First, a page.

The Jeonju International Film Festival is set to kick off its 10-day run on April 26, featuring 185 films from 37 countries. The eighth annual film fest, the largest in the southwestern region, focuses on independent films and their progressive perspectives.
The opening film is "Off Road"
, a drama directed by Han Seung-ryong
, which depicts the trouble-laden life of youth struggling on the fringes of society. The entire film was shot in the city of Jeonju, the film festival's venue.
"We did not select the film as the opening feature because it was shot in Jeonju", said Min Myung-rok, chief festival organizer. "But it is a fine Road Movie
that portrays the difficult lives of young people along with the beautiful landscape of South Jeolla Province".
Closing the festival is "Exiled", directed by Johnnie To of Hong Kong. This action film features a fight between gangster members, demonstrating the director's expertise in mixing realism and romanticism through action sequences.
JIFF has grown into one of the most important film festivals in Korea, celebrating chiefly digital, indie and art-house films.
This year's JIFF presents a newly integrated competition section. In the past, there were two different competitive sections, Indie Vision and Digital Spectrum. Organizers said the two sections have been merged into a new competitive section, which will be known as Indie Vision.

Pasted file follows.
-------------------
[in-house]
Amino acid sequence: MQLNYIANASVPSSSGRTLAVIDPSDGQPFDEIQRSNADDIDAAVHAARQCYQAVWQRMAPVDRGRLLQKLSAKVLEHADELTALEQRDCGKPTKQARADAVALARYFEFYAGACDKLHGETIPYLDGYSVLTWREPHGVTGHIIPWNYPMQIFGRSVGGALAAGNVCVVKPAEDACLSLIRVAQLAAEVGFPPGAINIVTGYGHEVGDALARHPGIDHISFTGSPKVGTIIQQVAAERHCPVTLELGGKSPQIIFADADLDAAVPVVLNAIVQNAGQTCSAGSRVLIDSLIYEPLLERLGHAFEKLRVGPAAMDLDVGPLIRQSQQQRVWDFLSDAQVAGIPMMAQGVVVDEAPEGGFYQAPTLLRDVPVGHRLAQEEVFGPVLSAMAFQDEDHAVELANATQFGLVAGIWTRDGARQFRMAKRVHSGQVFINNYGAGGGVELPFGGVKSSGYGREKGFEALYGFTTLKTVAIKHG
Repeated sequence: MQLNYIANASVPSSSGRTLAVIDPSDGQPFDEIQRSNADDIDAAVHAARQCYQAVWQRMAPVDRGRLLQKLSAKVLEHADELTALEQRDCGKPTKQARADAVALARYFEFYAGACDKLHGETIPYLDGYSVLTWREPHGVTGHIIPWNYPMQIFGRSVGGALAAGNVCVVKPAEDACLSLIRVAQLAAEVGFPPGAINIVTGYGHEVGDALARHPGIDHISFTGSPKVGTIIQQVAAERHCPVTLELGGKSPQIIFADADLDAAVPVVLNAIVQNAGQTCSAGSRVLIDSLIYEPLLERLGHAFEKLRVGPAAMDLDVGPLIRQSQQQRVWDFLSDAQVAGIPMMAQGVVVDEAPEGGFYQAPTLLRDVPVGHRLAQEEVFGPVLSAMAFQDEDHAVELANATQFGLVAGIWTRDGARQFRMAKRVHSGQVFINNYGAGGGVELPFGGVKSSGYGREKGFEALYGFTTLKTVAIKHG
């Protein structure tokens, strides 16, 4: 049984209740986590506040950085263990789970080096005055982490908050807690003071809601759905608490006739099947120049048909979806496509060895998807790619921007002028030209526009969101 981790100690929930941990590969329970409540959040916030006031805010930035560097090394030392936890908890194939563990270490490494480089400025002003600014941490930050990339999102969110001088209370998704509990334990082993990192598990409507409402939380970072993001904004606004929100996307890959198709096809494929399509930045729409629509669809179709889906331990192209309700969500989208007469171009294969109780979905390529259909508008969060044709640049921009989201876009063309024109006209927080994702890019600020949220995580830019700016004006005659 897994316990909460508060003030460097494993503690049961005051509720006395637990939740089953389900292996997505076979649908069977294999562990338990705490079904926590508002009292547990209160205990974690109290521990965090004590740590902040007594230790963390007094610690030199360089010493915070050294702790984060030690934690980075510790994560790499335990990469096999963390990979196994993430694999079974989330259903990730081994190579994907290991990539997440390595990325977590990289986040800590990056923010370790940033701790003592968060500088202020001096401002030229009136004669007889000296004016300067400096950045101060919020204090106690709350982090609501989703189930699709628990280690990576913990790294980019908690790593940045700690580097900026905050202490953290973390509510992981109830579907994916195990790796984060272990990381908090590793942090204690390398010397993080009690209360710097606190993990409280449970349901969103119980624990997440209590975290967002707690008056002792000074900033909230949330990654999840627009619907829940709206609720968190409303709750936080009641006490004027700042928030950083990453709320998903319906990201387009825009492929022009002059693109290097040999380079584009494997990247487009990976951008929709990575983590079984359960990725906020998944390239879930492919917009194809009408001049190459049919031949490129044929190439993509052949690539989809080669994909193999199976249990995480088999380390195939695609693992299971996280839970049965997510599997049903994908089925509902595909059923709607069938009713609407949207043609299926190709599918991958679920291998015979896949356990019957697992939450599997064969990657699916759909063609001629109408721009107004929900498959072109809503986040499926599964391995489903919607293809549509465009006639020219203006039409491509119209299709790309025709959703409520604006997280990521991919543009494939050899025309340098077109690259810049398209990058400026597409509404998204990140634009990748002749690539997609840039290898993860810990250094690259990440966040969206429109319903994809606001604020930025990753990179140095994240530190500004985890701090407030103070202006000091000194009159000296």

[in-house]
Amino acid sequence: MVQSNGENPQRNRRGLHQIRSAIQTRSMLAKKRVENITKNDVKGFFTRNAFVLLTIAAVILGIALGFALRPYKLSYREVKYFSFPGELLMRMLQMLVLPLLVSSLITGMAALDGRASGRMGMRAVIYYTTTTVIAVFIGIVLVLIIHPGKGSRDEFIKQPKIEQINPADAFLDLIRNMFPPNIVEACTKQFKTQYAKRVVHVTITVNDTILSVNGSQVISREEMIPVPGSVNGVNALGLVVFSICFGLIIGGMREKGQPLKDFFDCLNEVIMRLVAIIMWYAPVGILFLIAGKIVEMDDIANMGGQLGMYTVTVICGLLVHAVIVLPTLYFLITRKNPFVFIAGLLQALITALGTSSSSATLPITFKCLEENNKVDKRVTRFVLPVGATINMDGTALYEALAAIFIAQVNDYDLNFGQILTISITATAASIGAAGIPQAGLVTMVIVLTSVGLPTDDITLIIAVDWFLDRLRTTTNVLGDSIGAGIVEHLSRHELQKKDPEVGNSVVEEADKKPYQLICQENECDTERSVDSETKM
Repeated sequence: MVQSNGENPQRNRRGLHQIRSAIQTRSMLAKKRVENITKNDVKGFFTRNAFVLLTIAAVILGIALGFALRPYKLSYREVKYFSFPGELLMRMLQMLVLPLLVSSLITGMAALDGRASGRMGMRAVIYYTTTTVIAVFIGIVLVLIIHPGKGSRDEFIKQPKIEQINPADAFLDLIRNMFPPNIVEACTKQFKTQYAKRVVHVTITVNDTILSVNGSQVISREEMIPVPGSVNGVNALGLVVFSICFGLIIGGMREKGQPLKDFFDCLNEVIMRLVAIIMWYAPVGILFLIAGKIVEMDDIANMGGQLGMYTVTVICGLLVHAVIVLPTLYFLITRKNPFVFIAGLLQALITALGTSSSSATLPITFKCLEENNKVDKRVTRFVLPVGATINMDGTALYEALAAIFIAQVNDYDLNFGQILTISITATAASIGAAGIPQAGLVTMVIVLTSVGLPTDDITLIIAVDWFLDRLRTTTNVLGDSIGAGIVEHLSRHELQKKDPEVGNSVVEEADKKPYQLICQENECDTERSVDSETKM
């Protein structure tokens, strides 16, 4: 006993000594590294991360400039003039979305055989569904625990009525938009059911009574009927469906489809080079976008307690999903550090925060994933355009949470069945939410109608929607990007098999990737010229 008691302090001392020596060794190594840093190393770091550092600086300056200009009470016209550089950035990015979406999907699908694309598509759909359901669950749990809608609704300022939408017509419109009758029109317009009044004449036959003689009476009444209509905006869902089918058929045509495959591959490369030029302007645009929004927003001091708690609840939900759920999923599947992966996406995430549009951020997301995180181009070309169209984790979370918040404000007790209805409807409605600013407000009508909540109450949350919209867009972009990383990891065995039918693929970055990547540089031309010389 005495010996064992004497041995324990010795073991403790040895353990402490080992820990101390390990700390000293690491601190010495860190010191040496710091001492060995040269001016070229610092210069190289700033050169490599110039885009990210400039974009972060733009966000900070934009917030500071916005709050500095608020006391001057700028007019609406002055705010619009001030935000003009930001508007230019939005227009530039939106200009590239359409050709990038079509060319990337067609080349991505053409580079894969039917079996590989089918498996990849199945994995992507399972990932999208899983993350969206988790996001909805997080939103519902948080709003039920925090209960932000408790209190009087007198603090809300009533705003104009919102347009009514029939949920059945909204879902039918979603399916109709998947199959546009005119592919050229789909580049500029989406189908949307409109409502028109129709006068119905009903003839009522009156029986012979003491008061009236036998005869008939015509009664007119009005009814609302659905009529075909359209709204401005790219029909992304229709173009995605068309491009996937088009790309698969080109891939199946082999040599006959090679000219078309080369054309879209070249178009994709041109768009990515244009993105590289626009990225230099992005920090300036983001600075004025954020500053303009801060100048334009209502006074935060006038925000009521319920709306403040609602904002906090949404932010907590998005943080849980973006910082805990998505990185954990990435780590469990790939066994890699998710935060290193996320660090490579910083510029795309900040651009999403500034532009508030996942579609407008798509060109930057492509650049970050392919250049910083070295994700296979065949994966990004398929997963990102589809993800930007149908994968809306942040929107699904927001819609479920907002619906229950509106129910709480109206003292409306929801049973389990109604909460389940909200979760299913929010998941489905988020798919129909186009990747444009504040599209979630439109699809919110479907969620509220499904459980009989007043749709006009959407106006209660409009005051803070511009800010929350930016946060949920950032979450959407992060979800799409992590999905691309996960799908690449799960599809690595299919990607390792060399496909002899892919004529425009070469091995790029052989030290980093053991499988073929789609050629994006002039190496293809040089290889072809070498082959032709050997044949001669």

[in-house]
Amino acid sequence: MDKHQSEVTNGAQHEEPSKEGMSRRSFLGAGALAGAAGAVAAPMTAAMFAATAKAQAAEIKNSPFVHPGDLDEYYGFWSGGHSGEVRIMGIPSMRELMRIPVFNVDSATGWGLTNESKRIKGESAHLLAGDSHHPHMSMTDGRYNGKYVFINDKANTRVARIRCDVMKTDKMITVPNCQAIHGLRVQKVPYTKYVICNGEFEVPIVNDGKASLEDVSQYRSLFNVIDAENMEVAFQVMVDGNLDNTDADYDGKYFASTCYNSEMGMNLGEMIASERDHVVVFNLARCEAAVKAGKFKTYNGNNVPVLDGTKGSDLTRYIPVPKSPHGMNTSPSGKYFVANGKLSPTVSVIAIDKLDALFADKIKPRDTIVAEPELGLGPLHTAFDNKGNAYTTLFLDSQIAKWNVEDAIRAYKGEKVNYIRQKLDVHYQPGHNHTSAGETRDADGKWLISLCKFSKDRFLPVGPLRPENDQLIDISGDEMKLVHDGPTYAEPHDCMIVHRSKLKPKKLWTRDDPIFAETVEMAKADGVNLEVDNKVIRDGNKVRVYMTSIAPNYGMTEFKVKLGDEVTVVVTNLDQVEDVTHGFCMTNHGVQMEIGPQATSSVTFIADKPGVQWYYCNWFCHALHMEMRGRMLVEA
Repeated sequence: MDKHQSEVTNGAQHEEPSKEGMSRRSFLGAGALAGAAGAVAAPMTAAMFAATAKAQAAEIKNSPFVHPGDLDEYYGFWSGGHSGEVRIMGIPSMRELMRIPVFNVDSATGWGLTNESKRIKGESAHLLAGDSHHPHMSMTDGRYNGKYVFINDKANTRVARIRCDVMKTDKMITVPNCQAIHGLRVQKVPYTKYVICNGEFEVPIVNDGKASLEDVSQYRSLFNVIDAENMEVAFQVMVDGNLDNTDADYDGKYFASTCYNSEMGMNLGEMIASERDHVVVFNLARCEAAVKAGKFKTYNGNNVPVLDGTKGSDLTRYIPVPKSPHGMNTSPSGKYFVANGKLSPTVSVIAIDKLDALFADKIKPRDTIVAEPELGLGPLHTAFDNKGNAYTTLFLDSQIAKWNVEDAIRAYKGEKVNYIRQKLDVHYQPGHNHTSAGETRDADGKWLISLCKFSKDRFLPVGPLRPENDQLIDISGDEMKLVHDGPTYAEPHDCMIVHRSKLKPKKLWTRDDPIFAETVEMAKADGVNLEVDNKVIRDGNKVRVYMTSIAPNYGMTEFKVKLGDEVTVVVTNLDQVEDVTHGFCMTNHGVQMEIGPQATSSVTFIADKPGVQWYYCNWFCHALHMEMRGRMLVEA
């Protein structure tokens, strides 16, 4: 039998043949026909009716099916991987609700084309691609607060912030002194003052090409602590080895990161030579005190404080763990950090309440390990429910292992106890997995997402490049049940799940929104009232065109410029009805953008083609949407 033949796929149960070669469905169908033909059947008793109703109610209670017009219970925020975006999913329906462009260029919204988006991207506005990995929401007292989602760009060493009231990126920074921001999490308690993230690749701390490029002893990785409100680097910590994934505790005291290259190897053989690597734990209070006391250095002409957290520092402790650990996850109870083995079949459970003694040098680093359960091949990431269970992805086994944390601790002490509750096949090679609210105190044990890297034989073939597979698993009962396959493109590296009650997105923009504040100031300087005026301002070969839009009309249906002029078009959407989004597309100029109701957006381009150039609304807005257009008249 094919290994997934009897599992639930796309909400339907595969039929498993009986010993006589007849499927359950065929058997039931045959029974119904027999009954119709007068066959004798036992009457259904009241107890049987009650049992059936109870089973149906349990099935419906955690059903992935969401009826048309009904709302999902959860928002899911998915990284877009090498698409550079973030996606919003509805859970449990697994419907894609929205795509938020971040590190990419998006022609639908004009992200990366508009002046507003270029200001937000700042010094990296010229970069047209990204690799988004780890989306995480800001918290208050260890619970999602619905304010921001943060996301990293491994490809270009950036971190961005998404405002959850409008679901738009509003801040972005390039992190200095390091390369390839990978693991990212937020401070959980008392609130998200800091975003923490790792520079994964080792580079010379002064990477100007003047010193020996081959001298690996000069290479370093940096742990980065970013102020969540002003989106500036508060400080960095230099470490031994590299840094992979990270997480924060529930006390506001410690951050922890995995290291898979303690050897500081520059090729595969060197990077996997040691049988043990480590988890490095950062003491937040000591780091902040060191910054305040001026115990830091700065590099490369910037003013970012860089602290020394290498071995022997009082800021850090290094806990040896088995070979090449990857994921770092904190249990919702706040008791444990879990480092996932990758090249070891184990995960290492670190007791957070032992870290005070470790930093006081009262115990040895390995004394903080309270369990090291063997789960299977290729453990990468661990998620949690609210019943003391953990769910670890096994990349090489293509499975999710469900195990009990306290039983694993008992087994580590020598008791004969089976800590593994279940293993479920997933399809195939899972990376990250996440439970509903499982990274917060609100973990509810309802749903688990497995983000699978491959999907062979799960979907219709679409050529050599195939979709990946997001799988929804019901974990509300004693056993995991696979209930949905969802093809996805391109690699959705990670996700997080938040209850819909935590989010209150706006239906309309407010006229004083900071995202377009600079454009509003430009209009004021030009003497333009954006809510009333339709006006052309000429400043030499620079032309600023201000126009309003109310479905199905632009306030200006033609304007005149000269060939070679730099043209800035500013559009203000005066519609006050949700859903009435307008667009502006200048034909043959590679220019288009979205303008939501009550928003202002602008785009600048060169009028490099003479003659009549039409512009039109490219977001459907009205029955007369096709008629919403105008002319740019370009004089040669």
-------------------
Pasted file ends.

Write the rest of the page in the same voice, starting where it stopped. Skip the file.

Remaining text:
"The film festival originally placed great importance on digital technology as an alternative channel for creative indie filmmakers, but today's digital-oriented trend makes the distinction redundant", organizers said.
The section screens feature films and documentaries with a running time of more than 60 minutes. A jury of three renowned film professionals will select the best film, which will be given the Woosuk Award and $10,000.
JIFF has been introducing talented indie filmmakers to Korean audiences through the section. Past award winners include Nobuhiro Suwa's "Mother" (2000), Apitchapong Weerasehakul's "Mysterious Object at Noon" (2001), Yan Yan Mak's "My Annoying Brother" (2002), and Denis Cote's "Drifting States" (2006).
This year, Indie Vision features 12 films including "Aria" by Takushi Tsubokawa, "The Other Half" by Ying Liang, and "Potosi, the Journey" by Ron Havilio.
Additional prize money is also available for Korean directors participating in the Korean film trend section, in order to encourage Korea's indie filmmakers. Supporting Korean indie productions since the festival's foundation, JIFF organizers said they hope this year's colorful repertoire will help unearth more creative and progressive films.
International attention for the festival is growing, as demonstrated by the increase in submissions from overseas. Some 1,035 films from 51 countries were submitted for this year's festival, a record. A third of those submissions were from overseas.
JIFF's famous omnibus section, dubbed "short! short! short!", will expand on the digital shorts format to include films from Europe as well as Asia, providing visitors with new films that explore the new aesthetics of digital media.
Retrospective and special programs are also expected to meet the diverse tastes of movie buffs visiting Jeonju. The Discovery section, introducing eight Turkish films, will go hand in hand with an event to celebrate the 50th anniversary of diplomatic relations between Korea and Turkey. The Retrospective section will showcase nine films of Peter Watkins, a pioneer of the alternative film genre.
For further information, call (063)-288-5433 or visit the festival's official website at Open the link
By Yang Sung-jin